To summarize, if you like the taste, there isn’t much difference between goat’s and cow’s milk. Despite this, goat’s milk can cost up to five times as much. Expect to pay anything between $5 and $20 per gallon.

6. Oat milk

Oat milk

As more consumers cut down on the amount of cow’s milk they consume, alternatives flood onto the market. As a result, plant-based milk now accounts for more than 13% of the total milk market in the USA.

Oat milk hasn’t yet reached the popularity of almond or soya milk, but you’ll find it in an ever-increasing number of coffee shops worldwide. This light, sweet milk has a slightly nutty taste, and the creamy texture means it’s perfect for lattes, cappuccinos, and chai.

Oat milk contains more fiber than other plant milks (around two grams per cup), and fans claim it reduces cholesterol.

At $8-$12 per gallon, oat milk can be an affordable substitute for lactose intolerant people who can’t use almond milk due to nut allergies.

7. Organic Whole Milk

Organic whole milk

Few would argue with the evidence that organic farming practices are better for the environment. In addition, organic whole milk is less likely to contain pesticides, antibiotics, hormones, and other synthetic chemical residues.

Organic whole milk is pasteurized at higher temperatures than regular cow’s milk, which gives it a longer shelf life.

Other good news is that, although the process does impact some nutrients, organic milk retains a high level of omega-3 fatty acids. Studies show that omega-3 can lower the risk of cardiovascular disease, improve brain development and strengthen the immune function.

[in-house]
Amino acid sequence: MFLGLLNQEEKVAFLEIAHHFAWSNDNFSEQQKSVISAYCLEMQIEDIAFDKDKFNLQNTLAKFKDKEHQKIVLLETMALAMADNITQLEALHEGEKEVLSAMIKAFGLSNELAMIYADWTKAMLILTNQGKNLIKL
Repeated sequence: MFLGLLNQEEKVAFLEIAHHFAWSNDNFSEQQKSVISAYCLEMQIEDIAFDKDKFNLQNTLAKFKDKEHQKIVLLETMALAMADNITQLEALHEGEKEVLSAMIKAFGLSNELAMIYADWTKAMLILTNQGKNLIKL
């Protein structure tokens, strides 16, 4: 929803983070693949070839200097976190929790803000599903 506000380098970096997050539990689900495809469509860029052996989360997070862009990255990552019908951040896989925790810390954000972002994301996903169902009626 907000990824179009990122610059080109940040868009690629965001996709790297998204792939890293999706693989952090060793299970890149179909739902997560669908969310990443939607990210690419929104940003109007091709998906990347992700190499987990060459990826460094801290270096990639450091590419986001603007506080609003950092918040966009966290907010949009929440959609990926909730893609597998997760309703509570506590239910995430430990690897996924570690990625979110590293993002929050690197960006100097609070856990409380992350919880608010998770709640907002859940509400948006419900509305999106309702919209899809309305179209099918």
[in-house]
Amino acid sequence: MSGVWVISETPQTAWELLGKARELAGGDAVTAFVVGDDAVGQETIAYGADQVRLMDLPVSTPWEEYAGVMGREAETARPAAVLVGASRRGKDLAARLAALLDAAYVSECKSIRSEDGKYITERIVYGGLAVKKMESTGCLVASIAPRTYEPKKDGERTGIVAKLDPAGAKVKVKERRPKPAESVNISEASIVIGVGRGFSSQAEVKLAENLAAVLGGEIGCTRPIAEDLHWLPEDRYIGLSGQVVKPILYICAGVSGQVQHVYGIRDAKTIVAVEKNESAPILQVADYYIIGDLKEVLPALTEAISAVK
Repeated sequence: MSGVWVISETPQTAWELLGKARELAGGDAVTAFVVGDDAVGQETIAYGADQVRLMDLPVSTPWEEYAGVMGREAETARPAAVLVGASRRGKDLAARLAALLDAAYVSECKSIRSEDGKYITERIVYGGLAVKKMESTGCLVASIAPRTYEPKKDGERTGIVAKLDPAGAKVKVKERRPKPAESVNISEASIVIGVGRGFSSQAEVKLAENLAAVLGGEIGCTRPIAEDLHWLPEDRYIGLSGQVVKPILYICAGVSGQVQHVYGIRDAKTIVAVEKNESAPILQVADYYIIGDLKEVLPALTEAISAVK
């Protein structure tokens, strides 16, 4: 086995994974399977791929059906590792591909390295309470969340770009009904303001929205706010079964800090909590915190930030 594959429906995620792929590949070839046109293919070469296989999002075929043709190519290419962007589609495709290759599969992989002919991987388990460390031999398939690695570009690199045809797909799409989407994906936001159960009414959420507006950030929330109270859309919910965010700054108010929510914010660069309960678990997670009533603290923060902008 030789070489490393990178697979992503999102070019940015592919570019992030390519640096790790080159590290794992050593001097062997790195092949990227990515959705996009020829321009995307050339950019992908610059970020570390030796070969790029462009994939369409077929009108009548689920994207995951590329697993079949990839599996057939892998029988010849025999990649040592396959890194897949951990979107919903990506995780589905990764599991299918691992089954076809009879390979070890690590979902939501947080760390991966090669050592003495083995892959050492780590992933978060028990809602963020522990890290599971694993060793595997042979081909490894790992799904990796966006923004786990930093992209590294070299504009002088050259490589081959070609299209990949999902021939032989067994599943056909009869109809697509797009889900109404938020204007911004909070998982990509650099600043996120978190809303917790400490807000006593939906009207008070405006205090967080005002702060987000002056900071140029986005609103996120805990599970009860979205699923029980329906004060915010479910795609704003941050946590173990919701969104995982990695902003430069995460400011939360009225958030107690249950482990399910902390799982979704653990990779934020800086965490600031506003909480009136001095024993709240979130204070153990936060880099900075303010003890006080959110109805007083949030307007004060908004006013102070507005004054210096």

At around $4.40 per gallon, it’s slightly more expensive than regular cow’s milk, but if you prefer the idea of ​​your favorite drink coming from pasture-grazed animals that enjoy high welfare standards, it’s a small price to pay.

8. Coconut Milk

Coconut milk

Coconuts grow abundantly in tropical regions around the world. Despite its name, the coconut is a fruit. Coconut milk is made by mixing the coconut’s flesh with water.

Free from any animal products, it is prized by vegans and vegetarians. It contains a high proportion of MCFAs (medium chain fatty acids) and Keto fans equally prize it.

Coconut milk contains significant amounts of fat, ideal for any dish requiring a creamy texture. It works well in smoothies and milkshakes.

It also has several health benefits:

  • Unlike mammalian milks, it’s lactose-free.
  • Studies have shown that coconut milk has antimicrobial, anti-fungal, and anti-inflammatory properties.